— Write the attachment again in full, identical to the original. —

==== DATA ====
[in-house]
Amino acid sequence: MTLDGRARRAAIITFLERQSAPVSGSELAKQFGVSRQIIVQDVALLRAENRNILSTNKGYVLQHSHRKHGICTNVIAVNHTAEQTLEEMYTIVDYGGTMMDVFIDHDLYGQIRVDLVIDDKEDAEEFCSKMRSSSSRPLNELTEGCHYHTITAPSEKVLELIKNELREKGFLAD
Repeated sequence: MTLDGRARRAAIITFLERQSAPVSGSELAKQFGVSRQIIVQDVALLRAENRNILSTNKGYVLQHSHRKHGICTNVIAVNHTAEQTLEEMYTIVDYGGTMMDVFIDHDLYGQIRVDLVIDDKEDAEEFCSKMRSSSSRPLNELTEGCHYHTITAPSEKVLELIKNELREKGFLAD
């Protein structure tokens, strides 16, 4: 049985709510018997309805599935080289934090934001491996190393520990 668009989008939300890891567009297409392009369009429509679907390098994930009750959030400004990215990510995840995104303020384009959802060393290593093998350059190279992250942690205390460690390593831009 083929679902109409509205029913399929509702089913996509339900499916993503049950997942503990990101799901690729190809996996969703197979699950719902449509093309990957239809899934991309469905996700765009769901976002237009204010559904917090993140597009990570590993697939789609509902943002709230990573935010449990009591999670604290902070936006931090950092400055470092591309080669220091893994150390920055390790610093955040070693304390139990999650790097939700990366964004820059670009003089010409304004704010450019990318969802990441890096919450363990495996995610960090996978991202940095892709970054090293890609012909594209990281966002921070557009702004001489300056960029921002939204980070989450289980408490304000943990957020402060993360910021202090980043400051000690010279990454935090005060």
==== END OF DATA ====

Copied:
[in-house]
Amino acid sequence: MTLDGRARRAAIITFLERQSAPVSGSELAKQFGVSRQIIVQDVALLRAENRNILSTNKGYVLQHSHRKHGICTNVIAVNHTAEQTLEEMYTIVDYGGTMMDVFIDHDLYGQIRVDLVIDDKEDAEEFCSKMRSSSSRPLNELTEGCHYHTITAPSEKVLELIKNELREKGFLAD
Repeated sequence: MTLDGRARRAAIITFLERQSAPVSGSELAKQFGVSRQIIVQDVALLRAENRNILSTNKGYVLQHSHRKHGICTNVIAVNHTAEQTLEEMYTIVDYGGTMMDVFIDHDLYGQIRVDLVIDDKEDAEEFCSKMRSSSSRPLNELTEGCHYHTITAPSEKVLELIKNELREKGFLAD
């Protein structure tokens, strides 16, 4: 049985709510018997309805599935080289934090934001491996190393520990 668009989008939300890891567009297409392009369009429509679907390098994930009750959030400004990215990510995840995104303020384009959802060393290593093998350059190279992250942690205390460690390593831009 083929679902109409509205029913399929509702089913996509339900499916993503049950997942503990990101799901690729190809996996969703197979699950719902449509093309990957239809899934991309469905996700765009769901976002237009204010559904917090993140597009990570590993697939789609509902943002709230990573935010449990009591999670604290902070936006931090950092400055470092591309080669220091893994150390920055390790610093955040070693304390139990999650790097939700990366964004820059670009003089010409304004704010450019990318969802990441890096919450363990495996995610960090996978991202940095892709970054090293890609012909594209990281966002921070557009702004001489300056960029921002939204980070989450289980408490304000943990957020402060993360910021202090980043400051000690010279990454935090005060």